Tuesday, May 27, 2008


The weather has finally been somewhat agreeable, not too hot and not raining, so I've been taking the opportunity to pull copious amounts of weeds.

One problem I always have is with whatever bed I plant the peas in. The beds are four feet wide by 24 feet long, oriented east-to-west, so I usually plant one long row of peas along the north side of the bed. Up until this year, I plopped stakes in the ground and tried to rein in the peas with twine. They would always fall over and into the bed on the south side, and into the lawn on the north. And I would always plant spinach just to the south side of the peas because they're something that grows quickly and I can get them out before the peas flop on top of them. But the peas block my access to the spinach from the north, and my arms aren't long enough to reach them from the south.

So what I end up with is a weedy mess.

And then I had one of those DUH moments. Why don't I plant the peas one foot to the south, and grow my spinach on the north side of the peas? By the time the peas are tall enough to cast shade, the sun is high enough in the sky to shorten it, and I think spinach would like a little shade in the warmer weather. It would make picking the peas on the south side easier, too.

Last year I made tomato cages out of some 4x4" wire mesh, but they weren't strong enough to hold up the tomatoes, and rendered it impossible to pick the tomatoes. So the wire mesh has been relegated to pea fencing, and the peas are much more upright this year than any previous year. So I've also gotten rid of the flop-over problem as well, increasing my spring garden space. Now I'm in the market for tomato cages. Anyone have favorites?

Elsewhere in the garden, my oregano seems to have some sort of stem fungus that causes the plant to wilt about this time of year. I have a feeling that, even though oregano is from the mint family, it's a might too wet for it where I currently have it. So I harvested all of my oregano on Sunday, as well as my thyme. I need to replace the thyme plants anyway, as I haven't taken proper care of them and they've gotten too woody.

I also need to plant the six cranberries that I bought from Raintree Nursery. They were on sale, and the thought of fresh cranberries in the fall was too good to pass this opportunity up. They're going to be a ground cover in the front yard, and should provide me with at least four lbs of fruit when they're a little bigger.

Even though my other pear bloomed this year, it was so cold and miserable that the bees didn't bother to show up until too late, so I can only see three pears growing. Kind of a bummer, but better than nothing. I think a purchase of mason bees might be in order next year. They're not so fussy about the cold.

Tuesday, May 13, 2008

Some Like it Hot

What a change a couple of days can bring! On Tuesday, it was 50F and raining. It felt like March instead of mid-May. I rounded up the rest of the cross-cut shanks from my freezer. It's one of those parts of beef that you don't ever think of using, but I tell you, it makes great veggie beef soup. And veggie soup I made. Lots of it. And I now have 18 cups of soup in the freezer. It did feel like March, after all.

And in the freezer it'll stay for now. Today is supposed to be in the 80s, and tomorrow even warmer, and muggy (which we don't normally don't get around here), and I'm thinking tuna salad in pita pockets, not soup.

The tomatoes will be loving the heat. I did manage to get the cukes planted, but not the corn. I'm having the same issues as El at Fast Grow the Weeds with regards to pulling out plants. In my case it's the finally sprouting sprouting broccoli and some spinach which needs to make way for the corn.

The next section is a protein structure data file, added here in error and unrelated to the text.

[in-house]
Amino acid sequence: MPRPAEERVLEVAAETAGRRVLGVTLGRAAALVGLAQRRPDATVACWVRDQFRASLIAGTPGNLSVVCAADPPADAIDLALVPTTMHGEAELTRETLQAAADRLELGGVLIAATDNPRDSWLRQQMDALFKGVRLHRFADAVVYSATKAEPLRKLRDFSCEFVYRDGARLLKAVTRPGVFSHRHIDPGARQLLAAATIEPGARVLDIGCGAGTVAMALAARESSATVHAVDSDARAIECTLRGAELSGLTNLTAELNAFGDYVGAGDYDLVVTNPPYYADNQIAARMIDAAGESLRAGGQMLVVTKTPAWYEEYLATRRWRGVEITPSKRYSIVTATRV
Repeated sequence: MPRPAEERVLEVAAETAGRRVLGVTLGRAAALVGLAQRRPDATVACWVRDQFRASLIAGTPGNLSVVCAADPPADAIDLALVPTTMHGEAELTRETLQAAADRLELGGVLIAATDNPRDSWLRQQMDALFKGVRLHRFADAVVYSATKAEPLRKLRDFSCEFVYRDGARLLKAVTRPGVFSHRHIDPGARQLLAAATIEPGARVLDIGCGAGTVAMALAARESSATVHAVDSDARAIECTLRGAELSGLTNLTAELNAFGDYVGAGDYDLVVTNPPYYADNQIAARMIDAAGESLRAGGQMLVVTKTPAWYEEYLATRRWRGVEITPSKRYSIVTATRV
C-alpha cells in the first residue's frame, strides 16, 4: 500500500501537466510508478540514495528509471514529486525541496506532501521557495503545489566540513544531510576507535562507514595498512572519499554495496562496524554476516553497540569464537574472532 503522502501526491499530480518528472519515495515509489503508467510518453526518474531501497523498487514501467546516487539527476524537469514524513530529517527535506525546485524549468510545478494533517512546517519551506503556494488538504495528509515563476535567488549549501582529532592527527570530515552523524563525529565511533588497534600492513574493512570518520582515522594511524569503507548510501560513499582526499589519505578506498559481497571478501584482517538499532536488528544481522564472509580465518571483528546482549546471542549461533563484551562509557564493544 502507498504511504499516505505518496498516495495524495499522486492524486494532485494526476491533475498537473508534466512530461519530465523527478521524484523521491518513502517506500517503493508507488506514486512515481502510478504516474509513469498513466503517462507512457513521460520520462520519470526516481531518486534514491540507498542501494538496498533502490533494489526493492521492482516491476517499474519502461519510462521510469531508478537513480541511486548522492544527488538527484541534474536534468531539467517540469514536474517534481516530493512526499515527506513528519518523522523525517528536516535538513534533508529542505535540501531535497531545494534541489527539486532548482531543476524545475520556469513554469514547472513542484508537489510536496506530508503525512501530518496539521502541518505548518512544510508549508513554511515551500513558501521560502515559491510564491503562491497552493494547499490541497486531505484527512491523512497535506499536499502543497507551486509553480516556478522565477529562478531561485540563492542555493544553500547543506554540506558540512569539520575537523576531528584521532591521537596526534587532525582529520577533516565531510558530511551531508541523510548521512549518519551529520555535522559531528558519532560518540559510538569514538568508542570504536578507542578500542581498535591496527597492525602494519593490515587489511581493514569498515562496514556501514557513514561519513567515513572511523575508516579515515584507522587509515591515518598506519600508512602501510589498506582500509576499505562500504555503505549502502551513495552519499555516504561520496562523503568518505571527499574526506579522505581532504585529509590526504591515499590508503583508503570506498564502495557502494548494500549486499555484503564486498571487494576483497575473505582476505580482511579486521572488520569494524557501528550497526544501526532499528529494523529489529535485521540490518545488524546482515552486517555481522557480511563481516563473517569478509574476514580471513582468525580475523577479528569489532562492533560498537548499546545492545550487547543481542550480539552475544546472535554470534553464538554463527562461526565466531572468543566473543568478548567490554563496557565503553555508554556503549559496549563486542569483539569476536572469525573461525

I'm way behind in my planting. Again. Last year it was due (in part) to a wonderful vacation in Germany. This year it's weather-related. Why, oh why, can't I keep to my planting schedule? Every winter I carefully plan my garden and when to plant what, and it never works out that way. The slugs ate all my lettuce, and I do mean all of it. So now it is May, and there is no lettuce to be had, and I won't have any for two more months. Grrr.

Okay. Think positive. The onions came up well, as did the potatoes and the peas. Even the leeks made a reasonable showing. I started lots of excellent tomatoes, and almost all of them are in the ground. Breathe deep. There, that's better.

Time to go harvest the broccoli and spinach before it gets too hot (I'm a heat wimp).

Monday, May 12, 2008

No Flour. No Rice

Just had an interesting trip to Costco. There is absolutely no rice, and no wheat flour. None. Not just my favorite brand gone. Not just stashed in the back room because they're rationing it. It's all gone. And apparently it has been for the last two weeks.

Major wake-up call here, people. I knew it was bad. I didn't know it was this bad. Did you?

I did find flour and rice at the local grocery store, double the price I paid four months ago. They were suprised that Costco was having a supply problem, but said they had lots in the back, and hadn't needed a shipment in a while. There were a couple of brands of rice gone, but maybe they hadn't restocked yet.

I now have about a two-month supply of flour, which will hopefully get us through until the spring harvest in June. Hopefully it will be a good one, and the shortages will diminish.

This has, however, made me want to redouble my efforts in the veg garden. Not so much to grow my own wheat, but to fill out our meals with more veggies. I'm thinking nutritious filler, here. That'll work well with Thing 2, as he's not that big into meat, but Thing 1 practically will eat nothing but meat and bread.

Today I'm planting out 10 tomato plants and seeding the corn. We're supposed to have hot weather on Thursday, so hopefully that'll speed germination.